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Professional integration of migrants and asylum seekers

“Africa e Mediterraneo” dossier 88/2018

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Publié le jeudi 29 mars 2018 par Céline Guilleux

Résumé

After a few years of monopolizing the issue of  “landings” and the organization of reception, the issue of the professional integration of migrants and asylum seekers in Europe is beginning to take hold. Member States' priorities have moved from the first reception to longer-term actions aimed at the social and economic integration of migrants into the European productive fabric. However there are still many differences in working conditions of third-country nationals compared to native citizens in most of the Member States, which also present very different conditions, policies and experiences.

Annonce

Africa e Mediterraneo Dossier 88/2018

Reference context

Repeatedly, statistical surveys confirm that immigration from less developed countries or in situations of conflict constitutes, for Europe, an increasingly important structural question from a social, political, demographic, economic and cultural point of view.

Traditionally, economic prosperity and political stability in the EU have been significantly attractive. This is not due to diminish and will result in a further increase in the influx of people entering the continent, making it ever-more necessary, at a community level, to define the shared integration pathways. This will enable the identification of strategies and measures for an absorption of migratory flows by the host countries that is sustainable and profitable for all involved.

According to a recent report by the European Parliament,[1] there is a widely shared consensus among experts that participation in the labor market is the most important step towards successful integration and a positive economic impact into host societies, as it is presumed a large number of asylum seekers and refugees will remain in the EU for several years.

This requires large investment in human capital, especially in countries where the influx of migrants can be considered an opportunity to cope with the aging population. In many parts of the EU, it is estimated that between now and 2050, 30% of the population will be over 65 (Projection Eurostat 2004/2050) and that for every 100 people of working age, in 2050 there will be 53 people aged 65 and over or more, compared to a ratio of 29 elderly people per 100 working-age adults in 2015. This will inevitably lead to changes of an economic and social nature, produced by the reduction in the active population and the difficulty of recruitment in sectors that cannot be relocated, with an inevitable decline in their growth rates.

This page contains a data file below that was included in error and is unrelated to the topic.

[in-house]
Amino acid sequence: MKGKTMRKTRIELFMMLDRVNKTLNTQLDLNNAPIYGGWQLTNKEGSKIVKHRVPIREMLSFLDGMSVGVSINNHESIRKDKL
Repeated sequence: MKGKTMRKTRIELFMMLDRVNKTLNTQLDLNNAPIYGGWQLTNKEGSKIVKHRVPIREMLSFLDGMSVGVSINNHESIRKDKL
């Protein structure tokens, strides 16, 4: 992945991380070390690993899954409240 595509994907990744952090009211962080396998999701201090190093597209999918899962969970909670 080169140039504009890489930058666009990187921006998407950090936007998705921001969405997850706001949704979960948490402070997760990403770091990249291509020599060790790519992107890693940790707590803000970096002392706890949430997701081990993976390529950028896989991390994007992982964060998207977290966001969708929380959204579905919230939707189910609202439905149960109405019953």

The fact that international migrants comprise a greater percentage of people of working age than the total European population has in the past pushed some countries - like France, whose percentage of over 60s was 20.85% in 2005 and which will increase in 2050 to 27.2% - to discuss "replacement immigration" over a decade ago. A report published in 2006 by the government Center d'analyse stratégique entitled "The need for labour and migration policy"[2], talks for the first time about how to turn immigration into a "replacement" resource to fill the vacuum left by the demographic decline and mitigate as much as possible the negative effects of aging on the economic activity of the country. The report reads, "the use of immigration can be a transitional solution to these difficulties, provided that the work force guidance mechanisms are effective and that the sectors of activity pursue parallel efforts to improve the labor market".[3]

The same concept was addressed years later in a UN report from 2017[4] which foresaw a dramatic increase in the world population. In particular, it is estimated that, between 2017 and 2050, the population of 26 African countries will almost double. According to the UN report, "the movement of people between countries can help to mitigate some of the negative consequences of an aging population" will not be enough to fully compensate for the population decline, especially in the European region.

After a few years of monopolizing the issue of ‘landings’ and the organization of reception, the issue of the professional integration of migrants and asylum seekers in Europe is beginning to take hold. Member States' priorities have moved from the first reception to longer-term actions aimed at the social and economic integration of migrants into the European productive fabric. In 2016, the European Commission set up an action plan to integrate third-country nationals[5] that established the basic principles for responding to the challenges of integrating migrants into the labor market. Since then, the issue has been at the heart of European debate. According to the document, education and training are among the most powerful tools to promote employment, and access to them should be guaranteed and promoted as quickly as possible.

However there are still many differences in working conditions of third-country nationals  compared to native citizens in most of the Member States, which also present very different conditions, policies and experiences.